| ||The Daily Telegraph has today reported on two developments in Europe which demonstrate how anti-Muslim discourse has found its way into national legislation in European countries. |
The first is the Dutch burqa ban which has been introduced today, making Holland the third country in Europe to implement such a ban after France and Belgium. Only 100 women are thought to wear the burqa in the whole of Holland, though this doesn’t seem to have deterred politicians from passing the law.
From the Daily Telegraph:
“Women caught wearing a burka in public, on the streets, public transport and in schools or hospitals will be fined £330.
“Cabinet ministers will justify the ban with the argument that the burka does “not fit into our open society and women must participate fully.”
Following elections last year, in which Geert Wilders’ Freedom Party became the third largest political party, Wilders made support for the minority coalition government conditional on the introduction of legislation banning the burqa.
The second story in the DT relates to the prohibition in France of praying on the streets of Paris, legislation which could later be extended to cover the whole of France.
French Interior Minister, Claude Guéant stated that, "My vigilance will be unflinching for the law to be applied. Praying in the street is not dignified for religious practice and violates the principles of secularism”
The legislation relates to the issue of Muslims gathering to pray outside mosques because of a lack of capacity, particularly on a Friday. Under an agreement signed this week, Muslims will be able to use the premises of a vast nearby fire station while awaiting the construction of a bigger mosque.
In December 2010, Marine Le Pen of the far-right National Front party described the practice as the "political act of fundamentalists", and likened the practice to the Nazi occupation of Paris in World War Two, "without the tanks or soldiers".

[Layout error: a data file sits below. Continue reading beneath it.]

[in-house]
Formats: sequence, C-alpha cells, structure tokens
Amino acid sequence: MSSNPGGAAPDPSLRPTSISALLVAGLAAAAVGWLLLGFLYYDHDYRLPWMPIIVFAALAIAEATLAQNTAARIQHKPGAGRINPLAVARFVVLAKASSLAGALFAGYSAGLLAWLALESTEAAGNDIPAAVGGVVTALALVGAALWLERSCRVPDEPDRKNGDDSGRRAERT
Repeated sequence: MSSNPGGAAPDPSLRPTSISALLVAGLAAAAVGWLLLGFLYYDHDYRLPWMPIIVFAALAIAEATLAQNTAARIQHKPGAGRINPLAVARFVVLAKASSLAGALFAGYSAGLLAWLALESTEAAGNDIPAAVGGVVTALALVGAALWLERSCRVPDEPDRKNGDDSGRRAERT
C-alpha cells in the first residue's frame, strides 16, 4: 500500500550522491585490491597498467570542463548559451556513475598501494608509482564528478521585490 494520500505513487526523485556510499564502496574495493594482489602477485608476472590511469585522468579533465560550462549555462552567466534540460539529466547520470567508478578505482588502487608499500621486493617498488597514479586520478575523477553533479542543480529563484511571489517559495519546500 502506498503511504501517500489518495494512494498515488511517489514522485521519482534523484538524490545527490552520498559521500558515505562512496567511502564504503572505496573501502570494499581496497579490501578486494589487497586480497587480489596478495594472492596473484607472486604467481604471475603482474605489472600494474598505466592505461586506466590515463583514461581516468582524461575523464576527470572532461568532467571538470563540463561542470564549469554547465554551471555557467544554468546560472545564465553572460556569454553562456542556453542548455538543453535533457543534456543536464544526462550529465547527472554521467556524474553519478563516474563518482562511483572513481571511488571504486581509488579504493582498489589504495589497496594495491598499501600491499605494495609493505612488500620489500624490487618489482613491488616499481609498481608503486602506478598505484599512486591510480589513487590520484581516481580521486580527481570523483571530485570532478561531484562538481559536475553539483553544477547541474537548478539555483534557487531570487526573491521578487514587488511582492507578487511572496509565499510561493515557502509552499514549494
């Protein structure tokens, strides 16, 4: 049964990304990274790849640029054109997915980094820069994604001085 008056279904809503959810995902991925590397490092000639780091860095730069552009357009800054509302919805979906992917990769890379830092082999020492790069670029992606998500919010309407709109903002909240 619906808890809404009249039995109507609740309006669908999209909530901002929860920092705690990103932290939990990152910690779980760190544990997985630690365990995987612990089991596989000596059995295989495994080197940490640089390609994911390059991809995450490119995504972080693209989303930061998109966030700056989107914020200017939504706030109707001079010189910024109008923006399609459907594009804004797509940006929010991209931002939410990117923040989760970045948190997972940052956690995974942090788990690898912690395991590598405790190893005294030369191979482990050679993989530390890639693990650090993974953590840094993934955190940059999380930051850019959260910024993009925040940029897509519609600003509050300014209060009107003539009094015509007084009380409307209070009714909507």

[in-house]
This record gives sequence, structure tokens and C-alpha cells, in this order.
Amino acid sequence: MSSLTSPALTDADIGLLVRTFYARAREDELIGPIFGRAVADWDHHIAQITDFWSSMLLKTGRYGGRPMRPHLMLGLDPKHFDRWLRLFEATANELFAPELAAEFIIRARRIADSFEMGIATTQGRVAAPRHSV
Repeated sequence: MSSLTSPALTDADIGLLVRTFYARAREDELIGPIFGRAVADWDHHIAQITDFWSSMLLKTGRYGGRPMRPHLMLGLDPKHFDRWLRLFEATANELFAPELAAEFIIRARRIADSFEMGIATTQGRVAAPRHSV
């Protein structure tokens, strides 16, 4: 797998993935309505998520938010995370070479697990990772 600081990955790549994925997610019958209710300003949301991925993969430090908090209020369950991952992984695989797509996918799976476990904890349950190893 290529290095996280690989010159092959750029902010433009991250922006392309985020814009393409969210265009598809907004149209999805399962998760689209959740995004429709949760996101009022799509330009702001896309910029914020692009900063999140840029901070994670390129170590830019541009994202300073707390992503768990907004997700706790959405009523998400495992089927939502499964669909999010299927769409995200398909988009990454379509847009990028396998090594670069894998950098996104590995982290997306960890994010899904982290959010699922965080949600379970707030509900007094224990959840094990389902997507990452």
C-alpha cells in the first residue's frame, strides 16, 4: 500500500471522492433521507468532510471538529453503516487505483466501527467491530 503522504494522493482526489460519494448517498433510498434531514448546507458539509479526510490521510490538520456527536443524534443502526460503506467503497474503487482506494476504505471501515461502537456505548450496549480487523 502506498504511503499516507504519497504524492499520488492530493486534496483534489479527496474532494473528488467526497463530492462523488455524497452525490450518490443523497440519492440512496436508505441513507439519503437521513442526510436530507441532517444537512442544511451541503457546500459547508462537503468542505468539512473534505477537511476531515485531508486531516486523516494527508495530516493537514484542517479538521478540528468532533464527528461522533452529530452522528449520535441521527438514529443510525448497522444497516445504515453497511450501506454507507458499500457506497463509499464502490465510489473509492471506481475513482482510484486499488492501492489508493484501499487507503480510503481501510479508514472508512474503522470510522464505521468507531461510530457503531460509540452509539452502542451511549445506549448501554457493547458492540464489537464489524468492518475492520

President Sarkozy’s party denounced her comments but called for a debate specifically on Islam and Secularism. Interior Minister Guéant later “promised a countrywide ban "within months", saying the "street is for driving in, not praying".”
Sheikh Mohamed Salah Hamza, leader of a Parisian mosque which regularly overflows, stated that the mosque would abide by the new law but complained that, "We are not cattle” adding that he was "not entirely satisfied with the new location”.
Both of these examples - the burqa ban and the street prayer ban, illustrate how rife Islamophobia is at a mainstream level in European politics, and how this is being illustrated again and again by legislation which is specifically targeted at Europe’s Muslim communities. The threat of closure of France’s oldest Muslim school, and one of only two state-aided Muslim schools amongst 8000 state-aided faith schools is another case in point. The cases are exemplary of the struggle for equal treatment under the law faced by many European Muslims.
In July of this year, the Commissioner for Human Rights at the Council of Europe, Thomas Hammarberg criticised burqa bans saying they risked alienating, rather than liberating women. He said that debates on the burqa and niqab were an unnecessary distraction from much more important issues and epitomised xenophobic prejudices.
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